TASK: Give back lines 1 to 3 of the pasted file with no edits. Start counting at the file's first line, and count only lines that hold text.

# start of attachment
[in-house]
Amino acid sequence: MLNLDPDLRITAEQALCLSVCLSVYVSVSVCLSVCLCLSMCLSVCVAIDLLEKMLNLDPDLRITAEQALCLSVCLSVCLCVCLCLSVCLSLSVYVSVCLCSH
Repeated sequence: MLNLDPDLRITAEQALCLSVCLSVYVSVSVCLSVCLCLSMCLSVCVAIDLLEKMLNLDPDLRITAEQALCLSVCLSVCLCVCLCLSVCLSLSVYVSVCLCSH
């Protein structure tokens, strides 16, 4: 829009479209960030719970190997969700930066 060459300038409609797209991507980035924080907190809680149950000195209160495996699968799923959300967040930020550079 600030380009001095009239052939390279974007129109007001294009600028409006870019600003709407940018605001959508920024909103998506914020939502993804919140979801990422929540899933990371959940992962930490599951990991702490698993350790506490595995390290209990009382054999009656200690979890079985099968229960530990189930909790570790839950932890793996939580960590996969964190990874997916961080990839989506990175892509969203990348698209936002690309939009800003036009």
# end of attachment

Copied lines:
[in-house]
Amino acid sequence: MLNLDPDLRITAEQALCLSVCLSVYVSVSVCLSVCLCLSMCLSVCVAIDLLEKMLNLDPDLRITAEQALCLSVCLSVCLCVCLCLSVCLSLSVYVSVCLCSH
Repeated sequence: MLNLDPDLRITAEQALCLSVCLSVYVSVSVCLSVCLCLSMCLSVCVAIDLLEKMLNLDPDLRITAEQALCLSVCLSVCLCVCLCLSVCLSLSVYVSVCLCSH